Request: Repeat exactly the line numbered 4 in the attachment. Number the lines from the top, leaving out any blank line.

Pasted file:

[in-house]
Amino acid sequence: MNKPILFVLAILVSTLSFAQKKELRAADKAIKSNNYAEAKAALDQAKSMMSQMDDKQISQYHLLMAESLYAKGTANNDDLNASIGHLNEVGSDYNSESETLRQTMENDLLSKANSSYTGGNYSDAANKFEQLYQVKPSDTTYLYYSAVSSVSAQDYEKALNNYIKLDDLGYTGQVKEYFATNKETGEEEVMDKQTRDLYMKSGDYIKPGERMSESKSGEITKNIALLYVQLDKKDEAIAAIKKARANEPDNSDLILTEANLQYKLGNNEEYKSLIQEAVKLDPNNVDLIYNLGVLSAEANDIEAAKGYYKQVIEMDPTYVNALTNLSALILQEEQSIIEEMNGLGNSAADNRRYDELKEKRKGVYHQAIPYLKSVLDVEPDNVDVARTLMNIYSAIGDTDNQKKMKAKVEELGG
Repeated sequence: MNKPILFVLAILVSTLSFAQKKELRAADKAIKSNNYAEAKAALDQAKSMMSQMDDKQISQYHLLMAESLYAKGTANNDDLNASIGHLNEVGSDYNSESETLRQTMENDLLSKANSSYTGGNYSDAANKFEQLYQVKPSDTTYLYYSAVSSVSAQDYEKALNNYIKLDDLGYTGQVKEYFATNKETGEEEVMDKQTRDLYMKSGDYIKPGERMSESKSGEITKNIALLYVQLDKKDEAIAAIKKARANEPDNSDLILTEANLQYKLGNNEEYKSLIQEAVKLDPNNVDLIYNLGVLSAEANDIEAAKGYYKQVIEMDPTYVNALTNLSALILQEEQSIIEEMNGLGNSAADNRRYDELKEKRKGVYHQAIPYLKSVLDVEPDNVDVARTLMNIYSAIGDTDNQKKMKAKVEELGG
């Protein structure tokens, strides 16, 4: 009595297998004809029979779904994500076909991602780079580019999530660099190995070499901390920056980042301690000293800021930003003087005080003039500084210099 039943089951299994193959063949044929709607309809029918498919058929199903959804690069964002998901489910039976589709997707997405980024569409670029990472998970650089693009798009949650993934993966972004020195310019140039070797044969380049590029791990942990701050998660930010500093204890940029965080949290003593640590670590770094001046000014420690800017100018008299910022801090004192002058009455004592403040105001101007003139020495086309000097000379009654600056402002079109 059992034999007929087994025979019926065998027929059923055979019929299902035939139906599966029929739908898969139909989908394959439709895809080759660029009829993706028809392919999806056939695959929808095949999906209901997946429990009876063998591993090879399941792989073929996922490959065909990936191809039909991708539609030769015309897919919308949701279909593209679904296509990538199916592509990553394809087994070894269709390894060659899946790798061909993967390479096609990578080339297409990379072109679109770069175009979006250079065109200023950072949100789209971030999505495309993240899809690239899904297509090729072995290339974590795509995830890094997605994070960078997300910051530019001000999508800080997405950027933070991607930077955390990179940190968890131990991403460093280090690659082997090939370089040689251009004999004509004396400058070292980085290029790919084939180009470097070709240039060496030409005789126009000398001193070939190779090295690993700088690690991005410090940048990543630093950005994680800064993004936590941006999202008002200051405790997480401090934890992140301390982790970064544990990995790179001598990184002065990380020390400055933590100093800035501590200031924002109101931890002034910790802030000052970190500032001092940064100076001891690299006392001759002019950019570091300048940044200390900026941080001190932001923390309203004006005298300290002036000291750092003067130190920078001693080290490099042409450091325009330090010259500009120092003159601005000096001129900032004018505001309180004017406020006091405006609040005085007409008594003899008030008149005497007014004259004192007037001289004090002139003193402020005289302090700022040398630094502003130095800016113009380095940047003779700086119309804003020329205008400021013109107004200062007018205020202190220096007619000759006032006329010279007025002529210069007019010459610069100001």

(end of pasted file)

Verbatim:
């Protein structure tokens, strides 16, 4: 009595297998004809029979779904994500076909991602780079580019999530660099190995070499901390920056980042301690000293800021930003003087005080003039500084210099 039943089951299994193959063949044929709607309809029918498919058929199903959804690069964002998901489910039976589709997707997405980024569409670029990472998970650089693009798009949650993934993966972004020195310019140039070797044969380049590029791990942990701050998660930010500093204890940029965080949290003593640590670590770094001046000014420690800017100018008299910022801090004192002058009455004592403040105001101007003139020495086309000097000379009654600056402002079109 059992034999007929087994025979019926065998027929059923055979019929299902035939139906599966029929739908898969139909989908394959439709895809080759660029009829993706028809392919999806056939695959929808095949999906209901997946429990009876063998591993090879399941792989073929996922490959065909990936191809039909991708539609030769015309897919919308949701279909593209679904296509990538199916592509990553394809087994070894269709390894060659899946790798061909993967390479096609990578080339297409990379072109679109770069175009979006250079065109200023950072949100789209971030999505495309993240899809690239899904297509090729072995290339974590795509995830890094997605994070960078997300910051530019001000999508800080997405950027933070991607930077955390990179940190968890131990991403460093280090690659082997090939370089040689251009004999004509004396400058070292980085290029790919084939180009470097070709240039060496030409005789126009000398001193070939190779090295690993700088690690991005410090940048990543630093950005994680800064993004936590941006999202008002200051405790997480401090934890992140301390982790970064544990990995790179001598990184002065990380020390400055933590100093800035501590200031924002109101931890002034910790802030000052970190500032001092940064100076001891690299006392001759002019950019570091300048940044200390900026941080001190932001923390309203004006005298300290002036000291750092003067130190920078001693080290490099042409450091325009330090010259500009120092003159601005000096001129900032004018505001309180004017406020006091405006609040005085007409008594003899008030008149005497007014004259004192007037001289004090002139003193402020005289302090700022040398630094502003130095800016113009380095940047003779700086119309804003020329205008400021013109107004200062007018205020202190220096007619000759006032006329010279007025002529210069007019010459610069100001």